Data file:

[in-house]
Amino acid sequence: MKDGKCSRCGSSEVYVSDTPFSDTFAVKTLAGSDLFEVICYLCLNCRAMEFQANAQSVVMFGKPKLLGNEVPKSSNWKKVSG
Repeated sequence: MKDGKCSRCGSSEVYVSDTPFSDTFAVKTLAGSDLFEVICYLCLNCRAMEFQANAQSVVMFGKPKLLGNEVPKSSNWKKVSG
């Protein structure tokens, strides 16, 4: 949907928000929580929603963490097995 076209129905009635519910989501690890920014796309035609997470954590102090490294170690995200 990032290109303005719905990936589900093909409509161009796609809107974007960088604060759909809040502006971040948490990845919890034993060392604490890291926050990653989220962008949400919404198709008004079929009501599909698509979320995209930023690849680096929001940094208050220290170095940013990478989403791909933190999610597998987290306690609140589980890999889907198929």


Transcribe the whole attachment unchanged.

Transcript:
[in-house]
Amino acid sequence: MKDGKCSRCGSSEVYVSDTPFSDTFAVKTLAGSDLFEVICYLCLNCRAMEFQANAQSVVMFGKPKLLGNEVPKSSNWKKVSG
Repeated sequence: MKDGKCSRCGSSEVYVSDTPFSDTFAVKTLAGSDLFEVICYLCLNCRAMEFQANAQSVVMFGKPKLLGNEVPKSSNWKKVSG
């Protein structure tokens, strides 16, 4: 949907928000929580929603963490097995 076209129905009635519910989501690890920014796309035609997470954590102090490294170690995200 990032290109303005719905990936589900093909409509161009796609809107974007960088604060759909809040502006971040948490990845919890034993060392604490890291926050990653989220962008949400919404198709008004079929009501599909698509979320995209930023690849680096929001940094208050220290170095940013990478989403791909933190999610597998987290306690609140589980890999889907198929």